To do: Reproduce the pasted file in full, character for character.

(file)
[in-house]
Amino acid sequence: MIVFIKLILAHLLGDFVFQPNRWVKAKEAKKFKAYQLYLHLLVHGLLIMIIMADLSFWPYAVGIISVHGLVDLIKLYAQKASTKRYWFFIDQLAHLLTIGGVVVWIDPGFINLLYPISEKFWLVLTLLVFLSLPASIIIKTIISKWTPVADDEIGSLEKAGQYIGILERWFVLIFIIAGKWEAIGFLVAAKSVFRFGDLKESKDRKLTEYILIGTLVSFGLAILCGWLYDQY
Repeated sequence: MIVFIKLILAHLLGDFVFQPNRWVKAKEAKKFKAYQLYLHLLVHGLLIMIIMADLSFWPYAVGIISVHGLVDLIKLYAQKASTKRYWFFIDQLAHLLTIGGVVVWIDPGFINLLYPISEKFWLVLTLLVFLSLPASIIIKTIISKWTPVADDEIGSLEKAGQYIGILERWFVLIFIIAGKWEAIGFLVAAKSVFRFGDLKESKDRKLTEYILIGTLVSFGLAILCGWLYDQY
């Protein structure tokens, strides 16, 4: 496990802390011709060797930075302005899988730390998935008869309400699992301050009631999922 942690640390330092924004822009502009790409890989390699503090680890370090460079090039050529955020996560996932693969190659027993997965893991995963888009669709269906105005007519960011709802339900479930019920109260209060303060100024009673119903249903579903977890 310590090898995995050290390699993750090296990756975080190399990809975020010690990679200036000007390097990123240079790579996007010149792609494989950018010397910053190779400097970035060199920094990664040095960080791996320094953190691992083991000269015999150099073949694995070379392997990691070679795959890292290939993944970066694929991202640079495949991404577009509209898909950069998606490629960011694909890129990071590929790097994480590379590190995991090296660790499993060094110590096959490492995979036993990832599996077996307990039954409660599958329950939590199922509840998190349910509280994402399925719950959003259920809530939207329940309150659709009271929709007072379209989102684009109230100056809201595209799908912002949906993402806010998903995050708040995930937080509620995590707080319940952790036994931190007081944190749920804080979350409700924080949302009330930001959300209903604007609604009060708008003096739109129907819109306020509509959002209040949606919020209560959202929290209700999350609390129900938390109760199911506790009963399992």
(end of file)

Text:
[in-house]
Amino acid sequence: MIVFIKLILAHLLGDFVFQPNRWVKAKEAKKFKAYQLYLHLLVHGLLIMIIMADLSFWPYAVGIISVHGLVDLIKLYAQKASTKRYWFFIDQLAHLLTIGGVVVWIDPGFINLLYPISEKFWLVLTLLVFLSLPASIIIKTIISKWTPVADDEIGSLEKAGQYIGILERWFVLIFIIAGKWEAIGFLVAAKSVFRFGDLKESKDRKLTEYILIGTLVSFGLAILCGWLYDQY
Repeated sequence: MIVFIKLILAHLLGDFVFQPNRWVKAKEAKKFKAYQLYLHLLVHGLLIMIIMADLSFWPYAVGIISVHGLVDLIKLYAQKASTKRYWFFIDQLAHLLTIGGVVVWIDPGFINLLYPISEKFWLVLTLLVFLSLPASIIIKTIISKWTPVADDEIGSLEKAGQYIGILERWFVLIFIIAGKWEAIGFLVAAKSVFRFGDLKESKDRKLTEYILIGTLVSFGLAILCGWLYDQY
């Protein structure tokens, strides 16, 4: 496990802390011709060797930075302005899988730390998935008869309400699992301050009631999922 942690640390330092924004822009502009790409890989390699503090680890370090460079090039050529955020996560996932693969190659027993997965893991995963888009669709269906105005007519960011709802339900479930019920109260209060303060100024009673119903249903579903977890 310590090898995995050290390699993750090296990756975080190399990809975020010690990679200036000007390097990123240079790579996007010149792609494989950018010397910053190779400097970035060199920094990664040095960080791996320094953190691992083991000269015999150099073949694995070379392997990691070679795959890292290939993944970066694929991202640079495949991404577009509209898909950069998606490629960011694909890129990071590929790097994480590379590190995991090296660790499993060094110590096959490492995979036993990832599996077996307990039954409660599958329950939590199922509840998190349910509280994402399925719950959003259920809530939207329940309150659709009271929709007072379209989102684009109230100056809201595209799908912002949906993402806010998903995050708040995930937080509620995590707080319940952790036994931190007081944190749920804080979350409700924080949302009330930001959300209903604007609604009060708008003096739109129907819109306020509509959002209040949606919020209560959202929290209700999350609390129900938390109760199911506790009963399992």